[Haskell-cafe] Proposal for restructuring Number classes
dthurston at barnard.edu
Mon Apr 17 23:52:29 EDT 2006
On Mon, Apr 10, 2006 at 12:13:55PM +0200, Andrew U. Frank wrote:
> there has been discussions on and off indicating problems with the structure
> of the number classes in the prelude. i have found a discussion paper by
> mechveliani but i have not found a concrete proposal on the haskell' list of
> tickets. i hope i can advance the process by making a concrete proposal for
> which i attach Haskell code and a pdf giving the rational can be found at
> if i have not found other contributions, i am sorry and hope to hear about
> i try a conservative structure, which is more conservative than the
> structure we have used here for several years (or mechveliani's proposal).
> It suggests classes for units (Zeros, Ones) and CommGroup (for +, -),
> OrdGroup (for abs and difference), CommRing (for *, sqr), EuclideanRing (for
> gdc, lcm, quot, rem, div...) and Field (for /). I think the proposed
> structure could be a foundation for mathematically strict approaches (like
> mechveliani's) but still be acceptable to 'ordinary users'.
I agree with Henning Thielemann about putting 'zero' in 'CommGroup'
and 'one' in 'CommRing'. What is your thinking here? I would also
argue for putting 'fromInteger' in 'CommRing', as discussed in the
NumPrelude proposal. 'EuclideanRing' is a misnomer; a Euclidean Ring
is a particular type of ring where GCD, etc. can be defined (see
http://planetmath.org/encyclopedia/EuclideanRing.html), but there are
other such rings, namely any Principal Ideal Domain or PID.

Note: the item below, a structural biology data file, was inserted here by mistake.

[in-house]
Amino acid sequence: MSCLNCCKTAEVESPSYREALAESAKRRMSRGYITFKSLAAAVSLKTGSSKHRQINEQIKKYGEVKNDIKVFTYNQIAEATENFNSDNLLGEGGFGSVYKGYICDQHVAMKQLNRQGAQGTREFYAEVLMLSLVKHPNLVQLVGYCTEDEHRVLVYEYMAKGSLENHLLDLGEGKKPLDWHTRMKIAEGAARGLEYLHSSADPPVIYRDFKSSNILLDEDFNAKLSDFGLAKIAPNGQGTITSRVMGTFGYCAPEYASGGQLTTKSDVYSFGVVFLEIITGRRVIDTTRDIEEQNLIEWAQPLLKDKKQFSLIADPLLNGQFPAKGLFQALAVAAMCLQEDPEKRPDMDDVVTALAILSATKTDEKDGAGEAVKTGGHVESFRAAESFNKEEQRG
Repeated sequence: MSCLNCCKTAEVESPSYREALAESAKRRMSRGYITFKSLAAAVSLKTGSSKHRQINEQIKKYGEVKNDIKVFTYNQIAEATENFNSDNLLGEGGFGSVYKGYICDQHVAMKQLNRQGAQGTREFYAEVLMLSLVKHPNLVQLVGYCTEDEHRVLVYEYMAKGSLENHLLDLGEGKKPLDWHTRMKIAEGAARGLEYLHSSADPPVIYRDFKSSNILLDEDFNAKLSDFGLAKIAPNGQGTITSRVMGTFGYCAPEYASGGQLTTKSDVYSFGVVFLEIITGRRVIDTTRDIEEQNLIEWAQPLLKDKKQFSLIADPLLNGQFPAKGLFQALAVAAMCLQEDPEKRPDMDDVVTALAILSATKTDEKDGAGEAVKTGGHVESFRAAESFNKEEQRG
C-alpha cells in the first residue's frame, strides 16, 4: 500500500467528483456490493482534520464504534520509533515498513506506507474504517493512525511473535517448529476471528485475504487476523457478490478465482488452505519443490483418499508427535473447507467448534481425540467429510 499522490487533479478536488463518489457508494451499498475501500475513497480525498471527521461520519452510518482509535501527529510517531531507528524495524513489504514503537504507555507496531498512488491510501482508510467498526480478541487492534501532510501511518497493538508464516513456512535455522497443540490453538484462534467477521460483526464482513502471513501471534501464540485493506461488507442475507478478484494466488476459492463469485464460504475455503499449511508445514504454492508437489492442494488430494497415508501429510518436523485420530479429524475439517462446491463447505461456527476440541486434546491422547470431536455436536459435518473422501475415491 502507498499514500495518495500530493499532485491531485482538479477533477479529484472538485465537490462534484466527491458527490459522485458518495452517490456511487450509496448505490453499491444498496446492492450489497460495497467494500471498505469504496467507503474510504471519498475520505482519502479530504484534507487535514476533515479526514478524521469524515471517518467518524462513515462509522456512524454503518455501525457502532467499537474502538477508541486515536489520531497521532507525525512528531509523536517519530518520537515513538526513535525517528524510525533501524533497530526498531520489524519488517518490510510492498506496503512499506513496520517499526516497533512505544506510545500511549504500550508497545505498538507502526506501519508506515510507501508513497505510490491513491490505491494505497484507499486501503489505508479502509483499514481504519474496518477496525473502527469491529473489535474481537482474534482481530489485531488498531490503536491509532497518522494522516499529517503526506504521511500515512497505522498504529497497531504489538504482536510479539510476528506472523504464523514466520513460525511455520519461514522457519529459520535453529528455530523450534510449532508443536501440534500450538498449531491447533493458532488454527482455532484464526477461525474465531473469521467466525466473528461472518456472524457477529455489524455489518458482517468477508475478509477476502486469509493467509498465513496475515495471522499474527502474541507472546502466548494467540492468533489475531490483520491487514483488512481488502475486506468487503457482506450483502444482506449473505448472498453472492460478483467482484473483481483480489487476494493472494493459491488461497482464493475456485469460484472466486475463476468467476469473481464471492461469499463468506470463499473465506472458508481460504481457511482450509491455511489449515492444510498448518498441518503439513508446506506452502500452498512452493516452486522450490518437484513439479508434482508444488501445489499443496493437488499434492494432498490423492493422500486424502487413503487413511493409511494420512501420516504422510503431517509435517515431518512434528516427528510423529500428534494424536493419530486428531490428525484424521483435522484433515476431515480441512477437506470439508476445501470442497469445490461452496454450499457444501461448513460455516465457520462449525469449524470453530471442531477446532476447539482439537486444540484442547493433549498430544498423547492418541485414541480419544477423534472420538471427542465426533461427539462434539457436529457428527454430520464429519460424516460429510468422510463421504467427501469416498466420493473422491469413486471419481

'IntegralDomain' is also a misnomer; I don't know what you're getting
at there, but there is a well-established mathematical term 'integral
domain' that means something different.
o On enforcing properties: there's not currently any way to enforce
properties (e.g., monad laws are not enforced); however, I believe
that expected properties should be documented.
o ^ and ^^ (which can actually be combined, see our proposal) are in
fact quite useful, and can be implemented considerably more
efficiently than a general exponentiation. If you want a complete
proposal, you do need to go further.
o You do impose some additional burden by changing the name of the
'Num' class, and it is worth noting that.
o Mechvelliani's implementation could not be built on top of your
base, because he needs to have a sample argument to 'zero' to
determine, e.g., the right zero for modular arithmetic. Henning
mentioned this in his response. To implement modular arithmetic with
these signatures, as far as I know, you need to either separate Zero
constructors or do something like the Kiselyov-Shan paper. (See,
e.g., Frederick Eaton's linear algebra library recently posted to the
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